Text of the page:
A few years ago, I used to take lots of selfies. I would take ones that were just for me, to celebrate good hair days. (I am lucky in that I have many good hair days.) I would take ones to show my friends and family my makeup before I went to an interview. I would take selfies before dates to show my mom what outfit I’d chosen. I’d take selfies where I looked absolutely gorgeous (yay, awesome natural lighting in my apartment!) or absolutely hideous and send them to my boyfriend to brighten his day. I wasn’t taking them every day, but I was taking them when I felt good about myself. Which, happily, was often.

But at some point, I just kind of… stopped. I now go months without taking selfies. Which is not all that astonishing considering the fact that I don’t take many pictures to begin with and never have. But it’s quite strange to look at a history of my photos and see that at some point, I apparently got really uncomfortable taking photos of myself. This is extra hard to face now because I had to work really hard on my insecurities to get to the point where I didn’t balk at every photo of myself and ask for it to be deleted. This is not to say that I don’t still feel like I take bad photos. I am deeply unphotogenic, as numerous pictures of me at work functions and family events will attest to. But at a certain point, I decided it didn’t matter. Who cared if the photo didn’t look good? I wanted a record that I was there. I wanted my family and friends to have pictures of me if they wanted them. I wanted to feel comfortable taking a picture of my face, dammit.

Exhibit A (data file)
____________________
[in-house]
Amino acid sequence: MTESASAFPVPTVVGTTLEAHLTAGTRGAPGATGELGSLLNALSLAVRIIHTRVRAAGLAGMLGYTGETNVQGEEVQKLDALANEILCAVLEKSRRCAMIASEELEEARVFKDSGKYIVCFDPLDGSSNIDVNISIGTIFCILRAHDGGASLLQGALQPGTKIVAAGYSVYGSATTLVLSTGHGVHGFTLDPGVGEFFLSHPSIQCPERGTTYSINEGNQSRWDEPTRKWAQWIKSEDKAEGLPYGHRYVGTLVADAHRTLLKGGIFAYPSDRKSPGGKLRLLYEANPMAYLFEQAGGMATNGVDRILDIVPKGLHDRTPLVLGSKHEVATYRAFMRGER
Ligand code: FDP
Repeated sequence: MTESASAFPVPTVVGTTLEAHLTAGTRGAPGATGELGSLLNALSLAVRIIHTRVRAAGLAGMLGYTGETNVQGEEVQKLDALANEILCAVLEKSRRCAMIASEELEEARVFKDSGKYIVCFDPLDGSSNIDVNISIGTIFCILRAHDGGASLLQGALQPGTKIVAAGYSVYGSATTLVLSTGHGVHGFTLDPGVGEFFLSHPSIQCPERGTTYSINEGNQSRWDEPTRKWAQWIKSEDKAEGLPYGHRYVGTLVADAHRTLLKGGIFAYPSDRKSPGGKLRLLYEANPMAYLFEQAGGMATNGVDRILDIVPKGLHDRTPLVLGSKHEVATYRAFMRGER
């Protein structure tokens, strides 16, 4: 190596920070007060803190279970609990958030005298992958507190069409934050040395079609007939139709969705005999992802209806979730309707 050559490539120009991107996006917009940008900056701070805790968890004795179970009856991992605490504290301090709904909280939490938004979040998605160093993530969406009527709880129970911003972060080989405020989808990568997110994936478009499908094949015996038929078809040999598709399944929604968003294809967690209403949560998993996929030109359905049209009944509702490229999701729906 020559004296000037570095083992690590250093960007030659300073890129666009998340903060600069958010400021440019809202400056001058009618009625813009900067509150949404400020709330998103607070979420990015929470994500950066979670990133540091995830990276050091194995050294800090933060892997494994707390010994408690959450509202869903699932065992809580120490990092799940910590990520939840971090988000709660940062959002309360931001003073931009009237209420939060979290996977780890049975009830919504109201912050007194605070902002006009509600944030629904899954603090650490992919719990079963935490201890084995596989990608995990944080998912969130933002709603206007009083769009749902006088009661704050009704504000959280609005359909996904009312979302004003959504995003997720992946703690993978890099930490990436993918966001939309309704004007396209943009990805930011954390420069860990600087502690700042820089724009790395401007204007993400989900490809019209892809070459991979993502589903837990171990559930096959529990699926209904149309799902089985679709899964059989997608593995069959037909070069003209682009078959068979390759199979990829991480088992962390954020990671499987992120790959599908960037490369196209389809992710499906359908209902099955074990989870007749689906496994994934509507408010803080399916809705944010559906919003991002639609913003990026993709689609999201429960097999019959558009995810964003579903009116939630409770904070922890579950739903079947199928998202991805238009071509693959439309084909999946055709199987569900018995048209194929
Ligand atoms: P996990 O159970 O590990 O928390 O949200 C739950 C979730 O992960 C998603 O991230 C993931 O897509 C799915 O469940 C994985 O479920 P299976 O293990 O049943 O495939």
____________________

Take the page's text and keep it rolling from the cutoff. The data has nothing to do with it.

And I got there!

And then fell off the wagon again into the pit of self-loathing that always seems to be waiting for me, even though I’m always so sure that I’ve left it miles behind me.

So I’m trying to get back on the wagon again. I’m doing it by promising to take a picture of myself every day. I even did it today, even though I spent my day working in bed because a raging sore throat seems to be my constant companion now. They’re not good photos. But they help me see myself again, and help me realize that it doesn’t matter whether I look good in them or not. They’re a gift to my future self, when at some inevitable point I wonder how I was doing when I was 22. What did I look like? What was I wearing? How was I feeling? Now, I’ll have photographic proof. Emotional Me is dissatisfied with this solution, as it does not assuage any of her fears that I am actually some kind of horrid troll being. Logical Me is rolling her eyes because it seems ridiculous. But I’m forcing myself to get comfy with looking at me again. Because that’s important. It matters.

It’s silly and self-indulgent, but if I’m being entirely honest, I don’t think there’s anything wrong with being a bit self-indulgent sometimes. And if taking a selfie every day gets me even a little bit back toward equilibrium, it’s worth it.

October Declutter Challenge!